C.V.G How far we are from reaching professionalization in PSIT in a common European context? Which steps have been taken? Which steps should be taken?
P.R. This is a difficult question to answer. Sometimes I wish I were a fortune teller instead of a PSIT professional ;-). I believe there’s a momentum, though. A number of events coincide:
- The new InDialog conference that took place in Berlin in November 2013. The yearly Alcalá conference, coming up in April 2014. A number of new conferences specifically on translation in the public realm, which to my knowledge is new. One of them is organized by the Directorate General for Translation in March 2014.
- An ISO standard for PSI or CI is in the making. That will empower us to speak beyond our regional and national frontiers and with one voice, to say: this is who we are and that’s the quality you can count on if you work with us.
- The European PSIT Network has established contact with the EU and has active support in the Parliament and the Commission, at least form some Members of Parliament and of the Commission, and That’s new.
- For the first time, there is not only active support from the EU, but also concrete action: the Directorate General for Interpretation of the Commission is hosting a repository – a digital cupboard with shelves. The European PSIT Network is labelling the shelves: a shelf for mission statements, a shelf for training and accreditation, one for working conditions and statutes and many more. The next step is to fill the shelves with content from press articles, mission statements, research, training protocols, codes of ethics…
The final objective is to integrate all these materials into a case file. A case file as a tool to build policy. It is quite a feat that by hosting the ‘cupboard’, the Commission has become an active partner. The next step should get more stakeholders involved throughout Europe. Today we have members form 10 countries in our European PSIT Network. We need members from all 28 countries. Then, we must bring together, analyze and eventually consolidate training and accreditation. Let’s work from what we have. In the UK, at the University of Alcalá – an important pioneer in developing a Master’s program for PSIT -, in Flanders, in France… But let’s also learn from each other in a more extended Europe and world. Norway comes to mind, Critical Link 8 is at Heriot-Watt University in Edinburgh. But training and accreditation are of little avail, if there’s no structural funding to pay the professionals that have been trained and accredited with.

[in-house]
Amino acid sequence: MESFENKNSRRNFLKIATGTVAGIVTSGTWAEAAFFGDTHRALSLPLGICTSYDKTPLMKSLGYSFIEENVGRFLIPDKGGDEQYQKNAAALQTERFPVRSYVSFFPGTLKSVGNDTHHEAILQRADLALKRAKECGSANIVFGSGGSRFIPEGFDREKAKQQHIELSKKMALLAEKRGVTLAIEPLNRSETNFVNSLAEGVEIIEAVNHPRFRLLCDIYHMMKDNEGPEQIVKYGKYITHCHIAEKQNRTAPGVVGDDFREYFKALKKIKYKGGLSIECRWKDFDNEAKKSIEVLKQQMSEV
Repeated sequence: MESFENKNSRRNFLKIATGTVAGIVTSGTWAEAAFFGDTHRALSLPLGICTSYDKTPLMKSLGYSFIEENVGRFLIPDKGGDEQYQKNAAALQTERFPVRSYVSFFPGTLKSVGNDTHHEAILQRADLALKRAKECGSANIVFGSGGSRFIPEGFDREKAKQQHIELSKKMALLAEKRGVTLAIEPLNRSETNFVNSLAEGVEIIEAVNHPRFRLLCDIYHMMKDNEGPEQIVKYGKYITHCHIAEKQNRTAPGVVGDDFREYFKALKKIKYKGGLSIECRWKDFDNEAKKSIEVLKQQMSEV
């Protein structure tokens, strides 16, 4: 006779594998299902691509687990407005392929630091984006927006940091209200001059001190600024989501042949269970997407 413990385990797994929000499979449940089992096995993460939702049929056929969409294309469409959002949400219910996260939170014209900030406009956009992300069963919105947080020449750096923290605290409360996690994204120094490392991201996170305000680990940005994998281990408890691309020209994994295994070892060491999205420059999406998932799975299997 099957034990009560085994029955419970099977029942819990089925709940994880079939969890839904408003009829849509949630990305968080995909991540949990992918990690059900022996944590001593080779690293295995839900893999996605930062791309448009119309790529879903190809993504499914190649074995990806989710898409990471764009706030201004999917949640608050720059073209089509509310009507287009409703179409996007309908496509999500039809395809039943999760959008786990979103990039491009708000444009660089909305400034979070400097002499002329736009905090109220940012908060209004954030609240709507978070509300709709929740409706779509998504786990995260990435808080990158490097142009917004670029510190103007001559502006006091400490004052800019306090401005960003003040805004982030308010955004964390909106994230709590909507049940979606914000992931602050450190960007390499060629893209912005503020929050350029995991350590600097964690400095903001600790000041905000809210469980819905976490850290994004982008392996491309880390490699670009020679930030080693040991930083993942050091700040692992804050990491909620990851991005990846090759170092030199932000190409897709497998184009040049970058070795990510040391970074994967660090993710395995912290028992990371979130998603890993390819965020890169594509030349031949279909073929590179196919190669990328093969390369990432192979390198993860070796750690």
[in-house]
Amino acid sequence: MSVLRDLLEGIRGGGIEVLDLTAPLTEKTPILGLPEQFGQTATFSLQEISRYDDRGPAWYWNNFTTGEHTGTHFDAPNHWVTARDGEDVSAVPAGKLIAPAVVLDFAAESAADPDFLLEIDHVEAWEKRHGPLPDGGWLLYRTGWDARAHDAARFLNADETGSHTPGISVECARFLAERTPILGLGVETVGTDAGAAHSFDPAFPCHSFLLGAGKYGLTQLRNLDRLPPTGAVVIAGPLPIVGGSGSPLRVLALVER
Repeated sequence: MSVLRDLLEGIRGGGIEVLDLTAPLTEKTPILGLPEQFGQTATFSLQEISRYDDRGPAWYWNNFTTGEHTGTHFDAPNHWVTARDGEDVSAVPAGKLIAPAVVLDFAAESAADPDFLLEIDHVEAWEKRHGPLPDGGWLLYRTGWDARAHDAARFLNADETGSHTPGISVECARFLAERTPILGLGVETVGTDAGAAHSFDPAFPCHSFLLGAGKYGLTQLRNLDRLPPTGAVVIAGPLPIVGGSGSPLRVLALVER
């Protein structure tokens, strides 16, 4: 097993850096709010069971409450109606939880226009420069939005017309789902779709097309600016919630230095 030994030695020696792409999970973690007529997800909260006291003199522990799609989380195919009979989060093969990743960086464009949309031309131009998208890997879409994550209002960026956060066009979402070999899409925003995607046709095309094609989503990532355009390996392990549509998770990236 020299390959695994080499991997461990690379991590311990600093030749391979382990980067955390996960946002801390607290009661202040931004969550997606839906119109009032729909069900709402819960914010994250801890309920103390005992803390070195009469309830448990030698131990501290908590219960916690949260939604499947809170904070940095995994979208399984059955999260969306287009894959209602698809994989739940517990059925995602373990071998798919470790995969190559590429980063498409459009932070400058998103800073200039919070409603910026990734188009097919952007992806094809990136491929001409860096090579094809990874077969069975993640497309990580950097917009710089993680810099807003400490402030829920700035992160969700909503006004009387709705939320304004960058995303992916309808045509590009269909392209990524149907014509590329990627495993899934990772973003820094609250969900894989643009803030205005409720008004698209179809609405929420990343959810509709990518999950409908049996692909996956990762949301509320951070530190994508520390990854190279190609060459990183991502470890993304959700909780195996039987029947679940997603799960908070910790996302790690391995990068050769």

C.V.G. What do you consider would be the most appropriate measures to regularize the situation of the translator / interpreter in public services?
P.R. Legislation and funding that makes sure that:
- The right to access to public and social services for individuals is guaranteed.
- PSIT is formally recognized as an instrument for access to service provision, as an instrument facilitating integration, citizen mobility, and as an instrument to facilitate communication in immigration setting at the EU’s borders.
- Training and accreditation are structurally organized.
- PSIT provision is funded and regulated by the EU and the governments or the member states.
- Working conditions and remuneration of the practitioners is such, that one can make a real living and enjoy social security.
C.V.G. Do you think the future of PSIT is conditioned by the inclusion of this area in recent technological advances? how can these affect (or are affecting) in PSIT development?
P.R. We have to stop thinking about PSI, PST, the use of pictograms and technology as separate universes. It’s the integration of all of this into a package that will help public and social servants do their jobs in today’s and tomorrow’s world. Webcam interpreting is part of the package, and so are apps like Google translate, myLanguage Free Translator and ICatcher. They will become better than they are now, in the future. And we’ll have to learn where they can and where they absolutely cannot be used successfully. They won’t replace the role of the practitioner but they will probably change it. None of the tools mentioned is, by itself, the sole answer to the problem of the communication gap. But together – as one big tool box carrying a range of devices – they might work miracles. And, if we don’t embrace them, there’s others who will …